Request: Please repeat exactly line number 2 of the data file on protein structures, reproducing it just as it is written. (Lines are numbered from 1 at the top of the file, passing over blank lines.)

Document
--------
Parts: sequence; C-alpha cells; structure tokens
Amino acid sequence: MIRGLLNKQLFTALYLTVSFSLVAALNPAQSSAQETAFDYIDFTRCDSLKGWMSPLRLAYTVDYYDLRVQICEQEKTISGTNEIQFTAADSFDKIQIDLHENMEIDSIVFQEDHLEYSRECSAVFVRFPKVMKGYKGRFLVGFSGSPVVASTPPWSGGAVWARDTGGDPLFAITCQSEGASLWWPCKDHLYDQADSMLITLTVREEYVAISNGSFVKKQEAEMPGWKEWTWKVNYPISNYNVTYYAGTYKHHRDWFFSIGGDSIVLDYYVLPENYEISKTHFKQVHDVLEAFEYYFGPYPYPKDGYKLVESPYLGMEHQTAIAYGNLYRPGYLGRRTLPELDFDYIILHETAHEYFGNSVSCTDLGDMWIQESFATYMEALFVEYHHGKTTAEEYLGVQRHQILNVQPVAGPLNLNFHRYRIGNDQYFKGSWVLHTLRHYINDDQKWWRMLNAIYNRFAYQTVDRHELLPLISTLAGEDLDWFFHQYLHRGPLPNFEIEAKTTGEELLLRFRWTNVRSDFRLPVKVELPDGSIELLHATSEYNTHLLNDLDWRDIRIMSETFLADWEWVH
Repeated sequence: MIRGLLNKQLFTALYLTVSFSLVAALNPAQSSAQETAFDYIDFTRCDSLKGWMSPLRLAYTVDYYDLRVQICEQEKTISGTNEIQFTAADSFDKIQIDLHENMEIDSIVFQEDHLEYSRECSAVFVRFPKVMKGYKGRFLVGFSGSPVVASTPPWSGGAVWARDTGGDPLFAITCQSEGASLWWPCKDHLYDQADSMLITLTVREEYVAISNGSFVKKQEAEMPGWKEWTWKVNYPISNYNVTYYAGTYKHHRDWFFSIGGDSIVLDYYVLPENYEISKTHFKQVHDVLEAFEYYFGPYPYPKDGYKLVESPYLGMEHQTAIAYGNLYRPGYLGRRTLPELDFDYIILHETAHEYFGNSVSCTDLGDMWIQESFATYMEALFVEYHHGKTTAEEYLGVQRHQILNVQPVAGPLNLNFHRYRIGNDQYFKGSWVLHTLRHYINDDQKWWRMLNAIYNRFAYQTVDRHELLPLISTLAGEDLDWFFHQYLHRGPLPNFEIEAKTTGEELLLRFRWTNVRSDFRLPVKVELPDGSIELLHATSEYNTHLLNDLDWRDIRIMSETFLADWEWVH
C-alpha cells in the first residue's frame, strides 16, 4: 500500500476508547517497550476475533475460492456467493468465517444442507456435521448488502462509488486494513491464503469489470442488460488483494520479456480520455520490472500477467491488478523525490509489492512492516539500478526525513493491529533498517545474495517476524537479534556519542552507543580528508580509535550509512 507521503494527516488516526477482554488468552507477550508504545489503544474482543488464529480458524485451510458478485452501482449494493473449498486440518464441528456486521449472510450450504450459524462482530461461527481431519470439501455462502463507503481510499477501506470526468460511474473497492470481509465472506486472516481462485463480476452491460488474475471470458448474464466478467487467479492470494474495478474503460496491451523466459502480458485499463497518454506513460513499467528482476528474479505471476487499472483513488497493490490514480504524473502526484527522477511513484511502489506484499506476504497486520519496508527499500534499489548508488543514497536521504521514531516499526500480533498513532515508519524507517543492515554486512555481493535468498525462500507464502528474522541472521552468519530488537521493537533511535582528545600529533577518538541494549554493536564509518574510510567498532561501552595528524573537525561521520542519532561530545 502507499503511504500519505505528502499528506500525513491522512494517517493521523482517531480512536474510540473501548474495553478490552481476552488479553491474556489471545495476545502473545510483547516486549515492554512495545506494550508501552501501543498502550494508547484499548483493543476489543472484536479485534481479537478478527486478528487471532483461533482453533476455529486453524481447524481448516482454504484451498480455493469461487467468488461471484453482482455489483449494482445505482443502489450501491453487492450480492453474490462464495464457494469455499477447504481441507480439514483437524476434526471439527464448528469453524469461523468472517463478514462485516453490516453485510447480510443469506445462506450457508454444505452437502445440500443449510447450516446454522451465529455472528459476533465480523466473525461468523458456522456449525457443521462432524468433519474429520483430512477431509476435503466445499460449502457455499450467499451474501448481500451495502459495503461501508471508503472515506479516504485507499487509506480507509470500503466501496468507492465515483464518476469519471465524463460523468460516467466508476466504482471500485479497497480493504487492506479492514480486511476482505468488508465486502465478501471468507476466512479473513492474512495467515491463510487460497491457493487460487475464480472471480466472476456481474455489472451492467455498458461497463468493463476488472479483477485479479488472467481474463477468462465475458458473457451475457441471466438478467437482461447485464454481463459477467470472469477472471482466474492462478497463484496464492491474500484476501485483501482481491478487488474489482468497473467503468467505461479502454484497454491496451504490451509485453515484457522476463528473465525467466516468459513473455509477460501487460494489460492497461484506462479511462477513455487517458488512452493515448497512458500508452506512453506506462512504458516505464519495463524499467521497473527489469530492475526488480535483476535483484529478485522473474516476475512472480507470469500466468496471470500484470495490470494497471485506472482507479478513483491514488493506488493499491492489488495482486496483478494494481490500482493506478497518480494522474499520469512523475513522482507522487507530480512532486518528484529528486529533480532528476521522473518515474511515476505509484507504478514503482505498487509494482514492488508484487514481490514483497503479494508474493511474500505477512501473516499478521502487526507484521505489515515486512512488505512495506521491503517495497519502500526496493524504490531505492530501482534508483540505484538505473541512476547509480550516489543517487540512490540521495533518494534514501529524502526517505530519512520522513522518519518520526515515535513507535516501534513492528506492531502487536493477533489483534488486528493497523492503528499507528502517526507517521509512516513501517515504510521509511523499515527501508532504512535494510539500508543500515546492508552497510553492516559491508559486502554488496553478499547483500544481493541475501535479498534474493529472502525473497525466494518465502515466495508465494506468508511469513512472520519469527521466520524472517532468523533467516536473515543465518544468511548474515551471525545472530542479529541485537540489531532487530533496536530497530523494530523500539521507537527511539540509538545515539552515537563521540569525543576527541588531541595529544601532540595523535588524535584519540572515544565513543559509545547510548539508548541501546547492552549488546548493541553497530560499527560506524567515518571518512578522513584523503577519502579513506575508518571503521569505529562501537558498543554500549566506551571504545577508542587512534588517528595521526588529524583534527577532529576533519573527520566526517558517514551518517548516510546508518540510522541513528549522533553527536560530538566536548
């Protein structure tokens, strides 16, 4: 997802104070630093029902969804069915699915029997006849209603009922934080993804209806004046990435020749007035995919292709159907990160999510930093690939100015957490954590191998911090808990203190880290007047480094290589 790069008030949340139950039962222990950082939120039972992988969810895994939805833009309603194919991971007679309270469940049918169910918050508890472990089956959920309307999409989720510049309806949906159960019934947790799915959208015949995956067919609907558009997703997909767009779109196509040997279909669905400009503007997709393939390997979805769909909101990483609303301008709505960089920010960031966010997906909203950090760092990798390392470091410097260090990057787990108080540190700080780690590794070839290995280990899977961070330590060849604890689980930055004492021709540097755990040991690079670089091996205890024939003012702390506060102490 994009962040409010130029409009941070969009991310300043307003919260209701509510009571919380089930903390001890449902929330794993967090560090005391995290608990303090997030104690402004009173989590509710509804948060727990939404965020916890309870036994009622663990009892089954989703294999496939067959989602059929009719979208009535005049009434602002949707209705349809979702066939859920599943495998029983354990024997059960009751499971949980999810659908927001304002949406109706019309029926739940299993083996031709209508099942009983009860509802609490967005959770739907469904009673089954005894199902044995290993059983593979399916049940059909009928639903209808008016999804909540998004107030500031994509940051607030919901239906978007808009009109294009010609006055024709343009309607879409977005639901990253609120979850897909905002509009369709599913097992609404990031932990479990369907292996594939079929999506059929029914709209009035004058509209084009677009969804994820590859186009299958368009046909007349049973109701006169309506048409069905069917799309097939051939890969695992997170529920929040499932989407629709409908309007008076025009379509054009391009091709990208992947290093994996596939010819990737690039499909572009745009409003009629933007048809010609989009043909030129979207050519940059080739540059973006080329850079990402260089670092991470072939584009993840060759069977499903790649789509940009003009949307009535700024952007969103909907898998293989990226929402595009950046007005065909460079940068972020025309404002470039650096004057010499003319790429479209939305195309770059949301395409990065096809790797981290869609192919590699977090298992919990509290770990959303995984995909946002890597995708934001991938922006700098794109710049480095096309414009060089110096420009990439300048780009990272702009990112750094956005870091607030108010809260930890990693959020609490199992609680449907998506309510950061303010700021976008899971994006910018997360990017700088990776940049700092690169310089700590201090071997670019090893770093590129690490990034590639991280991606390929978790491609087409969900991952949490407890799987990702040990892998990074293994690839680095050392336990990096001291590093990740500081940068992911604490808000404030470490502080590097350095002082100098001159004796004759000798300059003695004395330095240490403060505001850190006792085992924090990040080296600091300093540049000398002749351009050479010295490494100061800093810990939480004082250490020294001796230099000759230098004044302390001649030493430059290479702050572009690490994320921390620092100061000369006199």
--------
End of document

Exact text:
Amino acid sequence: MIRGLLNKQLFTALYLTVSFSLVAALNPAQSSAQETAFDYIDFTRCDSLKGWMSPLRLAYTVDYYDLRVQICEQEKTISGTNEIQFTAADSFDKIQIDLHENMEIDSIVFQEDHLEYSRECSAVFVRFPKVMKGYKGRFLVGFSGSPVVASTPPWSGGAVWARDTGGDPLFAITCQSEGASLWWPCKDHLYDQADSMLITLTVREEYVAISNGSFVKKQEAEMPGWKEWTWKVNYPISNYNVTYYAGTYKHHRDWFFSIGGDSIVLDYYVLPENYEISKTHFKQVHDVLEAFEYYFGPYPYPKDGYKLVESPYLGMEHQTAIAYGNLYRPGYLGRRTLPELDFDYIILHETAHEYFGNSVSCTDLGDMWIQESFATYMEALFVEYHHGKTTAEEYLGVQRHQILNVQPVAGPLNLNFHRYRIGNDQYFKGSWVLHTLRHYINDDQKWWRMLNAIYNRFAYQTVDRHELLPLISTLAGEDLDWFFHQYLHRGPLPNFEIEAKTTGEELLLRFRWTNVRSDFRLPVKVELPDGSIELLHATSEYNTHLLNDLDWRDIRIMSETFLADWEWVH